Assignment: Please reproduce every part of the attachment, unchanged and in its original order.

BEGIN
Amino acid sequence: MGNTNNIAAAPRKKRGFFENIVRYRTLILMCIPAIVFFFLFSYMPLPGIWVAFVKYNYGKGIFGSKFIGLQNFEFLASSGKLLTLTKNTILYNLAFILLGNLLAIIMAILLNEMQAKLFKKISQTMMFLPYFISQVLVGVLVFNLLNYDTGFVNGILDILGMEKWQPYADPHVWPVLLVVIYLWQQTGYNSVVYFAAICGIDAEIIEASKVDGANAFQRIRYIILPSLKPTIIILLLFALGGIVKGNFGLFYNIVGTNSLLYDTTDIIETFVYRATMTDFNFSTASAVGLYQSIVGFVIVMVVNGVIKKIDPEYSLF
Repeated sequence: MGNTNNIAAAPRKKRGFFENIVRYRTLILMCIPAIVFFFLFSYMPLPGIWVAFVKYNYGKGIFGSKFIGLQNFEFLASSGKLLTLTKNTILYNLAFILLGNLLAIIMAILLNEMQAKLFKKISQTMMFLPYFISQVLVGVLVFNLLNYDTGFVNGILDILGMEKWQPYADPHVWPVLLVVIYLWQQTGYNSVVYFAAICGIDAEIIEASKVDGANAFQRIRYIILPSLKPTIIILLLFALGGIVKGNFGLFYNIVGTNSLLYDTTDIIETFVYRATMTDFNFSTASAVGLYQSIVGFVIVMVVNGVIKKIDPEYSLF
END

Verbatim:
Amino acid sequence: MGNTNNIAAAPRKKRGFFENIVRYRTLILMCIPAIVFFFLFSYMPLPGIWVAFVKYNYGKGIFGSKFIGLQNFEFLASSGKLLTLTKNTILYNLAFILLGNLLAIIMAILLNEMQAKLFKKISQTMMFLPYFISQVLVGVLVFNLLNYDTGFVNGILDILGMEKWQPYADPHVWPVLLVVIYLWQQTGYNSVVYFAAICGIDAEIIEASKVDGANAFQRIRYIILPSLKPTIIILLLFALGGIVKGNFGLFYNIVGTNSLLYDTTDIIETFVYRATMTDFNFSTASAVGLYQSIVGFVIVMVVNGVIKKIDPEYSLF
Repeated sequence: MGNTNNIAAAPRKKRGFFENIVRYRTLILMCIPAIVFFFLFSYMPLPGIWVAFVKYNYGKGIFGSKFIGLQNFEFLASSGKLLTLTKNTILYNLAFILLGNLLAIIMAILLNEMQAKLFKKISQTMMFLPYFISQVLVGVLVFNLLNYDTGFVNGILDILGMEKWQPYADPHVWPVLLVVIYLWQQTGYNSVVYFAAICGIDAEIIEASKVDGANAFQRIRYIILPSLKPTIIILLLFALGGIVKGNFGLFYNIVGTNSLLYDTTDIIETFVYRATMTDFNFSTASAVGLYQSIVGFVIVMVVNGVIKKIDPEYSLF